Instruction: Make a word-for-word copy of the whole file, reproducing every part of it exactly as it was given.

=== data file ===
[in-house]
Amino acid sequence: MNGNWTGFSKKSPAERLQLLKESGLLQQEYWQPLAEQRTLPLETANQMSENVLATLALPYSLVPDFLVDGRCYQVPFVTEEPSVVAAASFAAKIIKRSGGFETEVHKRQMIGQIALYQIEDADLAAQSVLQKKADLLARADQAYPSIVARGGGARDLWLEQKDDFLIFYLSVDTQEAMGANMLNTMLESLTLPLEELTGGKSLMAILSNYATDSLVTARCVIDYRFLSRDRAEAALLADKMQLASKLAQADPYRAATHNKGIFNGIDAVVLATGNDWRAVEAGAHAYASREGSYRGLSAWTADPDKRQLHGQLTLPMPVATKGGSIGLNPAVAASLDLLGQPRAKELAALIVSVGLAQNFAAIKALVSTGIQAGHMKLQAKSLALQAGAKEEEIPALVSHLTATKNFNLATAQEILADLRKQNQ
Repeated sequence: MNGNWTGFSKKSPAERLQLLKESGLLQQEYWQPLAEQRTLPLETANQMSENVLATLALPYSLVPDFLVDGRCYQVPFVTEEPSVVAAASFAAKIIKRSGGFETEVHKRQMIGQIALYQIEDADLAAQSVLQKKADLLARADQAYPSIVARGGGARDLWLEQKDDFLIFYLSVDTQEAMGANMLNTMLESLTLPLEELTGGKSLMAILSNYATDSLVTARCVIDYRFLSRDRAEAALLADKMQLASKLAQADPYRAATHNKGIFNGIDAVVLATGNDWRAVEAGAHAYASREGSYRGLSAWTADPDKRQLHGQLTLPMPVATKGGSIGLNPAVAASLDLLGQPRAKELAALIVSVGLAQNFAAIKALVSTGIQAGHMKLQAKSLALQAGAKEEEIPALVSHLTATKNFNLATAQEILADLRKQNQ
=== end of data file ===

[in-house]
Amino acid sequence: MNGNWTGFSKKSPAERLQLLKESGLLQQEYWQPLAEQRTLPLETANQMSENVLATLALPYSLVPDFLVDGRCYQVPFVTEEPSVVAAASFAAKIIKRSGGFETEVHKRQMIGQIALYQIEDADLAAQSVLQKKADLLARADQAYPSIVARGGGARDLWLEQKDDFLIFYLSVDTQEAMGANMLNTMLESLTLPLEELTGGKSLMAILSNYATDSLVTARCVIDYRFLSRDRAEAALLADKMQLASKLAQADPYRAATHNKGIFNGIDAVVLATGNDWRAVEAGAHAYASREGSYRGLSAWTADPDKRQLHGQLTLPMPVATKGGSIGLNPAVAASLDLLGQPRAKELAALIVSVGLAQNFAAIKALVSTGIQAGHMKLQAKSLALQAGAKEEEIPALVSHLTATKNFNLATAQEILADLRKQNQ
Repeated sequence: MNGNWTGFSKKSPAERLQLLKESGLLQQEYWQPLAEQRTLPLETANQMSENVLATLALPYSLVPDFLVDGRCYQVPFVTEEPSVVAAASFAAKIIKRSGGFETEVHKRQMIGQIALYQIEDADLAAQSVLQKKADLLARADQAYPSIVARGGGARDLWLEQKDDFLIFYLSVDTQEAMGANMLNTMLESLTLPLEELTGGKSLMAILSNYATDSLVTARCVIDYRFLSRDRAEAALLADKMQLASKLAQADPYRAATHNKGIFNGIDAVVLATGNDWRAVEAGAHAYASREGSYRGLSAWTADPDKRQLHGQLTLPMPVATKGGSIGLNPAVAASLDLLGQPRAKELAALIVSVGLAQNFAAIKALVSTGIQAGHMKLQAKSLALQAGAKEEEIPALVSHLTATKNFNLATAQEILADLRKQNQ